Saturday, April 6, 2013

An Early Northern Slave Revolt

The New York Slave Revolt of 1712 occurred April 6th 1712 in New York City.

New York City was just waiting for a rebellion, with slaves and free blacks living close to each other.  Communication between these two populations was close and easy unlike those populations living on plantations.  On the night of April 6th 1712 after a meeting of about 23 black men at a tavern, enslaved blacks armed with guns and knives, set buildings on Maiden Lane near Broadway on fire.  Whites tried to fight the fire, but the slaves attacked them, killing 9 and injuring another 6.

Militia units were called in from neighboring Westchester and a nearby fort.  There were about 70 blacks put in jail.  Out of these it was reported that 6 committed suicides, 27 were placed on trial, and of these 21 were sentenced to death.  Most of these men were burned to death.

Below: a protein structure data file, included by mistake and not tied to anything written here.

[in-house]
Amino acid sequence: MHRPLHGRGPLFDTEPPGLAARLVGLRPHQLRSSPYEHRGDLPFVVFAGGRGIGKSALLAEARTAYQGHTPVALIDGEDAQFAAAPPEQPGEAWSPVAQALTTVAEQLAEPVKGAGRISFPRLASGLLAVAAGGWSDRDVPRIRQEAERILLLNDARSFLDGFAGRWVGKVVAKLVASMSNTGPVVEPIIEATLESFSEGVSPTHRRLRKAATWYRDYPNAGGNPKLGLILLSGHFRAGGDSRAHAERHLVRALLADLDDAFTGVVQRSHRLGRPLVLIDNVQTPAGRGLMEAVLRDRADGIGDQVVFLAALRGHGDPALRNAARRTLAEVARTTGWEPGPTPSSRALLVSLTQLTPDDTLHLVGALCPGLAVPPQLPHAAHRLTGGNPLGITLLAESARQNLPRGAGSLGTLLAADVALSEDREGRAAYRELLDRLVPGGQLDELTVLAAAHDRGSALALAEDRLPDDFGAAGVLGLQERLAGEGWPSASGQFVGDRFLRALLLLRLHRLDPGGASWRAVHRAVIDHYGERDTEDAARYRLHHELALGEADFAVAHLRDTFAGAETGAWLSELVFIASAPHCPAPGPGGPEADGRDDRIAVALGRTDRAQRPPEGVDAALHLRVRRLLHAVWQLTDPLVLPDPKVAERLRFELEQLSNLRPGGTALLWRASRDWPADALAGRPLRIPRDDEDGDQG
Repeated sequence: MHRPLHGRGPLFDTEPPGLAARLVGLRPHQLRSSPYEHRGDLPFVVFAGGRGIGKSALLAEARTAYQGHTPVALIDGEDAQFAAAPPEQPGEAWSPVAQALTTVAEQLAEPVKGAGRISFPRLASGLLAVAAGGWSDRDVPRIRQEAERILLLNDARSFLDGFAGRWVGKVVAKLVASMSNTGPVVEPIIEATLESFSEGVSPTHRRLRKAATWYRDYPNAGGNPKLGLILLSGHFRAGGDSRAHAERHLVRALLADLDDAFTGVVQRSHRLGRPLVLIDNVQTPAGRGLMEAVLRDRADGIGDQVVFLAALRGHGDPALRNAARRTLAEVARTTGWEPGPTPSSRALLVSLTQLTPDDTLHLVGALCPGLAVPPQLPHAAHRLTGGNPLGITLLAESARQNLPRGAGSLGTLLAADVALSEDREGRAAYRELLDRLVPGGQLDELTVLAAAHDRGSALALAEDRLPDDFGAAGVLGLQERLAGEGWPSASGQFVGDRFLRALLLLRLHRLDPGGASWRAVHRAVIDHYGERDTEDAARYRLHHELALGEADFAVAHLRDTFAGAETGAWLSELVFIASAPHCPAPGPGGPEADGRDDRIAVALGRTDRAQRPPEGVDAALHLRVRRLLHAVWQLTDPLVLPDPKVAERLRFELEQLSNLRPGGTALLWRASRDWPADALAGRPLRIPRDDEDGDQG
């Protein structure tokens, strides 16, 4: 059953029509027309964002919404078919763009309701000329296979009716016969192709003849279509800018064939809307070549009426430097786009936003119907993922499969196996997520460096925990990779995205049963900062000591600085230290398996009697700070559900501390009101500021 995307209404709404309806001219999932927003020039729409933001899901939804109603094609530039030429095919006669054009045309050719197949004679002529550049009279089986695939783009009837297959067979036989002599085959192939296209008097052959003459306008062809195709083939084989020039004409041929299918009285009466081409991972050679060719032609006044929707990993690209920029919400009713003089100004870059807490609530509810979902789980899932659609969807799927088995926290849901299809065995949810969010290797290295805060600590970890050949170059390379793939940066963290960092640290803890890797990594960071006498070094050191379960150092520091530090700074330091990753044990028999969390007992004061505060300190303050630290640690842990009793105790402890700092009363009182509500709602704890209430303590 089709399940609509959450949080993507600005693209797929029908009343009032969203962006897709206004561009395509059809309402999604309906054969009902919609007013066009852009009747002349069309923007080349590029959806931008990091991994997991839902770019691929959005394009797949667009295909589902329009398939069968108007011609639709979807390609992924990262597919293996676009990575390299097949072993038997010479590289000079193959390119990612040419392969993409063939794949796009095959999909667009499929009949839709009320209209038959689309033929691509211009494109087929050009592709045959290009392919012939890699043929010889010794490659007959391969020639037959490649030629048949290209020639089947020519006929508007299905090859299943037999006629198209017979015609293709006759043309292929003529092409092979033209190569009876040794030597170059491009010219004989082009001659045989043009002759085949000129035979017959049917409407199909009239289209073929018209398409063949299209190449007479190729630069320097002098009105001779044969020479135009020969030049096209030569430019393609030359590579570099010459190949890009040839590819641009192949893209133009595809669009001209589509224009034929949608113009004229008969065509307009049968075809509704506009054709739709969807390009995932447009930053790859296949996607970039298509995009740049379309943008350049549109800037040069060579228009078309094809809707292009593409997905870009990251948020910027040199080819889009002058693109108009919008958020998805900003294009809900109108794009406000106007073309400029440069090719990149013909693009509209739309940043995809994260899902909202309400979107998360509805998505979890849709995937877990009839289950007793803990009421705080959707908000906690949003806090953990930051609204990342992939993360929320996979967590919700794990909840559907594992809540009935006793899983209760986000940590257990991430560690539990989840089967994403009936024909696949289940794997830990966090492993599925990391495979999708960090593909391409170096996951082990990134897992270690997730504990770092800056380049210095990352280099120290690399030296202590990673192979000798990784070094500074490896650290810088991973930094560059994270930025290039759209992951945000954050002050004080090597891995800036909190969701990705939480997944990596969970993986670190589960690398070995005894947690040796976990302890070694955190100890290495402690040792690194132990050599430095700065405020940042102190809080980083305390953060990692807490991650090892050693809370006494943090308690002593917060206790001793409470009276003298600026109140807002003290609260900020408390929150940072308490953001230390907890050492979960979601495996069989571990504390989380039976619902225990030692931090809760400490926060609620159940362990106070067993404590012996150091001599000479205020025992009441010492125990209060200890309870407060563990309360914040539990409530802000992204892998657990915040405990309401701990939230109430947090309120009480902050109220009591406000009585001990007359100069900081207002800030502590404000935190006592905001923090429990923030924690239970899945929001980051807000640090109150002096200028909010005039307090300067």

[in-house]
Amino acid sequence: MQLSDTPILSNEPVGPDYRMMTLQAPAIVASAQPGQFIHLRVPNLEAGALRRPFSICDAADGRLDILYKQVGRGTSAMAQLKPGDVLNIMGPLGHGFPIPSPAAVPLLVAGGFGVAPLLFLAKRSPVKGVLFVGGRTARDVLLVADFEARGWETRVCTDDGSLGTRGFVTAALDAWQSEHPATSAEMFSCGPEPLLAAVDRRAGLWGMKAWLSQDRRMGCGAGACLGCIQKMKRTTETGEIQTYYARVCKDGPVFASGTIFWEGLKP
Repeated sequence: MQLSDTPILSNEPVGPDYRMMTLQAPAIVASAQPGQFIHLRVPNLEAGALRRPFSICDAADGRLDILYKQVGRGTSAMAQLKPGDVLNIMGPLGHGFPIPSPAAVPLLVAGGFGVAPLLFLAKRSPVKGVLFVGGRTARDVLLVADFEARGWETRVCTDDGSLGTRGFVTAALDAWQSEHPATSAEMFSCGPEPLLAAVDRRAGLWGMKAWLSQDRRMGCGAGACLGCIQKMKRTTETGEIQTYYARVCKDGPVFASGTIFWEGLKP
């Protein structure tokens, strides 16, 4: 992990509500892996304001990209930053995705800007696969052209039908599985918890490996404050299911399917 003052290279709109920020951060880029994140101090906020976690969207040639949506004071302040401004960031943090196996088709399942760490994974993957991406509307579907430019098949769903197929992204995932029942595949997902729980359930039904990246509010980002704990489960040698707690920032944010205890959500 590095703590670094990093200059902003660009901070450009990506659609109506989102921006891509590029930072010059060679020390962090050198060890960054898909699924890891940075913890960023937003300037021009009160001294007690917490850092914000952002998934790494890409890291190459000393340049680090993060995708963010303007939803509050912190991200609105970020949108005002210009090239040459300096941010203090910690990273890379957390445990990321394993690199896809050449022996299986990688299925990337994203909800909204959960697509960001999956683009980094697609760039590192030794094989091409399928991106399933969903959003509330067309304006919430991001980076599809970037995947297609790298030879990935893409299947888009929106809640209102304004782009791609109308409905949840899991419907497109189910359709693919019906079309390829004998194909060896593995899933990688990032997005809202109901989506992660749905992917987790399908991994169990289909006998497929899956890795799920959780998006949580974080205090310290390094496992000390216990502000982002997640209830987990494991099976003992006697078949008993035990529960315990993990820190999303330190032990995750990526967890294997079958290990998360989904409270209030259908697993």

Following the revolt New York made new laws controlling blacks.  They were not allowed to gather in groups of more than three at a time, and could no longer carry firearms.  These new laws also affected the free blacks, taking away their rights to own land.  It also required any person deciding to free their slave to post a bond of £200.

New York would see another slave revolt in 1741.

If you would like to read more The Slave Rebellion  is a good web site.

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